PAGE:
Tuesday, June 18, 2013

A Tiny Sandbox: Final Area Geography

The journey I started a few days ago may finally be getting to the point where I can actually populate the sandbox. Who knew that I'd be so picky about my geography? In any case, this will be a longer post because I'll include some of the "development steps" I went through to end up with the final area map. You may want to look at this post to "get your bearings" as it were.

I initially went with the tiny "one big hex and partial neighbors" sub-hex template because I wanted to build a tiny sandbox. Makes sense of course, but then I realized that I prefer a "wider" low-level area so that my players can start exploring and making their own decisions about where to go right away. I guess the more common approach, the one with "Gygaxian heritage" if you will, is to simply tell them that until their characters have leveled up enough, they must go back and forth between town and the one and only dungeon that's close enough so the trip won't kill them. (How that will prepare anyone, players or characters, for the wider hex crawls later on I do not know.) That meant that I needed a larger area-scale map at 1 mile per hex, covering a larger section of the regional map. Here's the comparison between what the initial area map covered and what the new area map covers:

Coverage of old (left) and new (right) area map.

There's obviously quite a bit more territory now: Instead of roughly four 5-mile hexes we now cover roughly 28! This is exactly what the regional template is made for. I copied an empty regional template and I started by filling in the region-scale type of each hex as the "center hex" in my new area map. Then I copied over the area previously covered by the sub-hex map and marked it with a red boundary (because I didn't want to make changes to those areas anymore). Finally I started filling in the missing pieces according to the campaign design guidelines. Here's an early state of the area map:

An early state of the new area map.

In an effort to once again test how well the campaign design guidelines do in practice, I stuck to the simplest possible interpretation: Fill each whole hex with 9 primary, 6 secondary, and 3 tertiary sub-hexes depending on the overall terrain type on the larger-scale map. After a while I ended up with an area map where only the partial large-scale hexes were missing:

All complete large-scale hexes refined.

At this point I made a post about what I perceived as the problems with following the campaign design guidelines in too simple-minded a manner and we'll get to my modifications in a moment, but first here's the completed simple-minded area map:

All large-scale hexes refined, simple-minded.

To address the problems I had identified I first concentrated on the heavy forests in the south and worked in the new terrain type I had outlined earlier. Going through this wasn't very hard, and I ended up with this area map:

Improvement: The new "heavy forest" terrain type.

That certainly looks a lot better than having "plains" and "hills" show up in the middle of what is ostensibly "heavy" forest. Next I went through all the large-scale hexes one more time and rolled for "wildcards," terrain features that are not common but still possible given the terrain for a large-scale hex. I only got four "hits" here, and for three of them I decided to make them "water" because the map otherwise looks rather dry; for one I picked "mountain" and in the middle of a "heavy forest" hex no less. I envision this as the site for one of the last "low-level adventures" the players might have before setting out into the wider world. So here's the map with wildcards:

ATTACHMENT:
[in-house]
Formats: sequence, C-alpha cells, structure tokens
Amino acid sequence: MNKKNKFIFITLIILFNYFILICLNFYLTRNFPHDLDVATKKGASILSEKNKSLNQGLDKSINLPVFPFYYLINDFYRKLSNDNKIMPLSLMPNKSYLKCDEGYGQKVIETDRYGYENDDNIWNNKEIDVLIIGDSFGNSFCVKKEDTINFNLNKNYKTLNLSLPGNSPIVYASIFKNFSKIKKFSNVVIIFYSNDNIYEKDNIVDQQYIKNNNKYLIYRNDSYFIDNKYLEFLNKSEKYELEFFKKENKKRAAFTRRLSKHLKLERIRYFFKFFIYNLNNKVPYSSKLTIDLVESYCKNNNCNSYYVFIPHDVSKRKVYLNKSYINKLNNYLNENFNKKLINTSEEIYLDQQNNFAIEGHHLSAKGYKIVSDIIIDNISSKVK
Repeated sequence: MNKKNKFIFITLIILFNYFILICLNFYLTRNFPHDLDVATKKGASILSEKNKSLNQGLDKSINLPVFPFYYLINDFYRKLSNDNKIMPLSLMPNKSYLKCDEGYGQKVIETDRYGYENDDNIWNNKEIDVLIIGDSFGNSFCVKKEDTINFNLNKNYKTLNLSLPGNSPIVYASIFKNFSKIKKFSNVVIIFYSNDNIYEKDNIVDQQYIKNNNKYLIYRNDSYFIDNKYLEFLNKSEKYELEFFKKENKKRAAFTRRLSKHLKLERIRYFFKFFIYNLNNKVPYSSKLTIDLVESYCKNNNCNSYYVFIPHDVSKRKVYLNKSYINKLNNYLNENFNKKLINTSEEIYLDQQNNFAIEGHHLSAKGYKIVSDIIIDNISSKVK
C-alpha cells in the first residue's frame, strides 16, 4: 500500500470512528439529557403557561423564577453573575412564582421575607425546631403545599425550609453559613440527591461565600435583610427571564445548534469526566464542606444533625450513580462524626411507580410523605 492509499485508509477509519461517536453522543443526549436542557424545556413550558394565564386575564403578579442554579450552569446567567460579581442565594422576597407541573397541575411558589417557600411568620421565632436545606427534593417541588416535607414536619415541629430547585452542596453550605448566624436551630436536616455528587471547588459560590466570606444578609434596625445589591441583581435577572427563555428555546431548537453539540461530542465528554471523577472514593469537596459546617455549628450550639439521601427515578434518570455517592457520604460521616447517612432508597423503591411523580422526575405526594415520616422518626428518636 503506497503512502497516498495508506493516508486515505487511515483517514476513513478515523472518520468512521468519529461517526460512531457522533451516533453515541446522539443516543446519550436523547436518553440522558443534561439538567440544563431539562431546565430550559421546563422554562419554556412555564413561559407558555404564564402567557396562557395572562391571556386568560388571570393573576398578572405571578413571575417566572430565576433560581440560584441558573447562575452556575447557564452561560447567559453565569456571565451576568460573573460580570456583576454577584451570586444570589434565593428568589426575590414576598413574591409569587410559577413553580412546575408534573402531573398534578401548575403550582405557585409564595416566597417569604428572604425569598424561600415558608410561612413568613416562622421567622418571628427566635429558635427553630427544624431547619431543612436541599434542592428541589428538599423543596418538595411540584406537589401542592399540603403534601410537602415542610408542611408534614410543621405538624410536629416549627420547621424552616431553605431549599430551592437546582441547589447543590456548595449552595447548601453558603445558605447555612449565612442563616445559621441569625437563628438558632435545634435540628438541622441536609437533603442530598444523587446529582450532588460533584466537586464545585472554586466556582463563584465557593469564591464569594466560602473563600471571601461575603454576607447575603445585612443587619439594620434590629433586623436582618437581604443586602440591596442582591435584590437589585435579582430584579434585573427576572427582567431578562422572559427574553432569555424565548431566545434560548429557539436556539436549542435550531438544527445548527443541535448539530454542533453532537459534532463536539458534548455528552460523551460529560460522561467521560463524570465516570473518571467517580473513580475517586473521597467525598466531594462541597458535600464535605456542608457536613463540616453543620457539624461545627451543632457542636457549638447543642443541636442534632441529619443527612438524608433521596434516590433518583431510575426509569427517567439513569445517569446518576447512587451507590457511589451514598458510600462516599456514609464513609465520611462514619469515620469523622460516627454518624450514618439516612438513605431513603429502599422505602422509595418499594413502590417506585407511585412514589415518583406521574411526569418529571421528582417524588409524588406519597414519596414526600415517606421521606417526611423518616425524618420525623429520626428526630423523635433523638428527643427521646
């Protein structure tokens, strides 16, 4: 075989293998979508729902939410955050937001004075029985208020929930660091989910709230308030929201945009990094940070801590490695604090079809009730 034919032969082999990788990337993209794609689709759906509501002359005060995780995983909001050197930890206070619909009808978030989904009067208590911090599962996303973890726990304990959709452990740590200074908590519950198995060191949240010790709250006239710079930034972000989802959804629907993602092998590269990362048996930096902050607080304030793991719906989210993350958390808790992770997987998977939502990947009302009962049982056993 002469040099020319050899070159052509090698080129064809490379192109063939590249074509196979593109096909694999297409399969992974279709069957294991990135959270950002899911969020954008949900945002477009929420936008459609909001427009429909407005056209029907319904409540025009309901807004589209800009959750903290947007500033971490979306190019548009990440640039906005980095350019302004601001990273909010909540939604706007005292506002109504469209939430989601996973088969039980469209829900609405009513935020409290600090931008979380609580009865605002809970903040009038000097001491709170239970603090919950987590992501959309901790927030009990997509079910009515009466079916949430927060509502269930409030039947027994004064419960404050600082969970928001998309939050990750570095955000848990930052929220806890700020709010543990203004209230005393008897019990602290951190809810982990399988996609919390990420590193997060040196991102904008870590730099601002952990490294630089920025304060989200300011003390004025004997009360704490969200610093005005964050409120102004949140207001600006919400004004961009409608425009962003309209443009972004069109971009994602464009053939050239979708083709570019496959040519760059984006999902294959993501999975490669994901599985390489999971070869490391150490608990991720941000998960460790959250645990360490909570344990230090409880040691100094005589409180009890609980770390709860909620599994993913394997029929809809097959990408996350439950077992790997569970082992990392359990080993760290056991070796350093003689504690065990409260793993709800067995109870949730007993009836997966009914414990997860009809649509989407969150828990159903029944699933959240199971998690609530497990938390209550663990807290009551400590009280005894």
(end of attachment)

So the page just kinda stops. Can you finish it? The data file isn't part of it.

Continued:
Improvement: Three "water" and one "mountain" wildcards.

Of course I could simply have placed more wildcards, but once again I wanted to stick with the campaign design guidelines mostly as written. As for the perceived "dryness" of the map: I'll eventually add brooks and streams and rivers and the like, so things should work out okay. After these two improvements I spent about an hour looking over the geography and "reshuffling" hexes so they make a little more sense overall. I'd like to emphasize the "reshuffling" part: I stuck with the recommended breakdown into primary, secondary, and tertiary terrain types, so turning a "plain" hex into a "hill" required that I turn another "hill" hex into a "plain," at least for interior hexes. Borderline hexes are considered fair game for just about anything anyway, so I didn't have to "trade" those. Of course I am no expert, but this is my final take on the area map after my "careful" reshuffling:

Improvement: Reshuffling hexes overall.

I made one additional change: Notice the "water" hex in the top left? I added that after checking the regional map again, just north of that hex is where the "big lake" starts and I wanted to remind myself of that. It's a borderline hex so it doesn't count against the balance of hexes anyway, which makes the "rules as written" fanatic in me happy.

Phew! I swear I am done with the geography now! Three posts later than initially expected, but heck, it was worth it. I have to congratulate (and thank!) The Welsh Piper for a great approach to the geography of a sandbox, and I highly recommend his approach even if you start off differently, for example with a donjon world map.

I will now switch to rivers, roads, settlements, ruins, dungeons, random encounter tables and the like. Maybe I even get to run a few games in this sandbox soon! Wishful thinking? I hope not...

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